This was a big mistake. Judges who receive Alford pleas generally and promptly rule the defendant guilty, without any further examination of the circumstances. In fact, when confronted by such a plea, the evidence becomes irrelevant because the defendant has basically dropped any defense. The judge comes to an obvious conclusion.

Also, the polygraph result would not have been allowed to influence the court's decision. You're making it sound as though it could have played a part in the outcome.

I am sorry, but with all respect, there must be some things left out of your account. According to the narrative so far, the witnesses left town but the court decided to violate your son's constitutional rights and have a trial anyway, at which point your son [through his attorney], instead of objecting to an obvious reversible error, entered an Alford plea. It's just not hanging together — or the defense attorney was really incompetent.

As a counterexample, in a civil court hearing I pointed out that my accuser had falsely accused others and that her claim was absolutely false. This turned the tables and the accuser was placed in the position of having to put up or shut up. She shut up, and the judge drew an obvious conclusion (in the same way as in your case, but with the opposite effect) — that she was either lying or mentally incompetent. (The fact that my accuser was making a criminal accusation in a civil courtroom didn't help her credibility.)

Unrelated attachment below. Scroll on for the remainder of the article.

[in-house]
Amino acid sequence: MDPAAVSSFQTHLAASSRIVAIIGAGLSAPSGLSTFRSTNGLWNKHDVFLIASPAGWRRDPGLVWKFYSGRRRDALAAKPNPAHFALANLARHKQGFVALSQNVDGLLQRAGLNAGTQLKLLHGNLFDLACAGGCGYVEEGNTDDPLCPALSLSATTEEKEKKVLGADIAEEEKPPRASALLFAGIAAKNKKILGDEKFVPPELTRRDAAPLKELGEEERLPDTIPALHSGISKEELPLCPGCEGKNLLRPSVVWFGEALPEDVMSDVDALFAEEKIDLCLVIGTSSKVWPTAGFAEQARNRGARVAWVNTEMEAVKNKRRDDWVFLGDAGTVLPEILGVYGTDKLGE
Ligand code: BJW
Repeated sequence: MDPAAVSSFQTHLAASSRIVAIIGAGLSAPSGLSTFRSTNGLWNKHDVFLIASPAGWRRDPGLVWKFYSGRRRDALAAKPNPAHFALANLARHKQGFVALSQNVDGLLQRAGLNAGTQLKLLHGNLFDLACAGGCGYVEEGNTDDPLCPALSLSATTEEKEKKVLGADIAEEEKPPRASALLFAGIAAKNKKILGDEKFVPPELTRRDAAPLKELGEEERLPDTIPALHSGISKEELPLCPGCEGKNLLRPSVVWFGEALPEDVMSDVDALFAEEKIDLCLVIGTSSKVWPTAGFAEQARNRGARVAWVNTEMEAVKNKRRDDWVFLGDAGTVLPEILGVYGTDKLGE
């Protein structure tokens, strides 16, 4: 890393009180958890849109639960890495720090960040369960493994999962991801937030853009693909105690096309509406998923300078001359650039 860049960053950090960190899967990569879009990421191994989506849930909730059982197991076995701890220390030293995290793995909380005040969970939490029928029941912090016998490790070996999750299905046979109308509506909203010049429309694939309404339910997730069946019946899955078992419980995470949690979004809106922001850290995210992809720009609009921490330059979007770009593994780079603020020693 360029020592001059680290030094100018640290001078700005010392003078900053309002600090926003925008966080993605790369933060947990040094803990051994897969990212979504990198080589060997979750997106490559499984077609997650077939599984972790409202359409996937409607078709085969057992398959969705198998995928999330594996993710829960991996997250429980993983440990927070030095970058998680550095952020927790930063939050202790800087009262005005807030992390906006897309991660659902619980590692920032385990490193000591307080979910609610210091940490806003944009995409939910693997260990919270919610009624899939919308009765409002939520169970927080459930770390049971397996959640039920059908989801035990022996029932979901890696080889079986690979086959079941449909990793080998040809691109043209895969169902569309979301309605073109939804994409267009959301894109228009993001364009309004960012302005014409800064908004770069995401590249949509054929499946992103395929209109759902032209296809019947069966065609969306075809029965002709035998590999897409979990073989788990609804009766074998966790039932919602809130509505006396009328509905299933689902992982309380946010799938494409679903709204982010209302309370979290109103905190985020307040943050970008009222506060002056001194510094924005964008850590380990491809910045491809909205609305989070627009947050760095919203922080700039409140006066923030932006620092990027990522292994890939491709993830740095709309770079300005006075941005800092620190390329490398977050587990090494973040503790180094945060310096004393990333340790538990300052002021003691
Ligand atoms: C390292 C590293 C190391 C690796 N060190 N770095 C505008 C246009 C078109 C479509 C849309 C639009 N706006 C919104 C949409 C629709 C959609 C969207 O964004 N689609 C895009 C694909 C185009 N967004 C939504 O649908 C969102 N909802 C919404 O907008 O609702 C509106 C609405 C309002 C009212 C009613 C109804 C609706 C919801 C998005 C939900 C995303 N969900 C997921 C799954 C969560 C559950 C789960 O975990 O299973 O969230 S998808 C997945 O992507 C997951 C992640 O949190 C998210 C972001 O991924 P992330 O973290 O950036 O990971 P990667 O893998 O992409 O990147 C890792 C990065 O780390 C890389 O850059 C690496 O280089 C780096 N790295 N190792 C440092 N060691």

My accuser was incredibly reckless — she didn't tell her son what she was doing, he knew nothing improper had taken place, and court records are public. Inevitably, he found out what his mother had done behind his back and his personal world disintegrated. So the mother from hell returned to court and tried to accuse me of ruining her son's life by defending myself. At that point the judge understood what kind of person she was and ruled accordingly. I emphasize this drama unfolded in civil, not criminal, court.

Until someone stands up to them, people who make these kinds of accusations come to think they can get away with it indefinitely. The reason is that lying under oath is rarely prosecuted (because there's nothing to stop the liar from continuing to lie and tying up the court forever).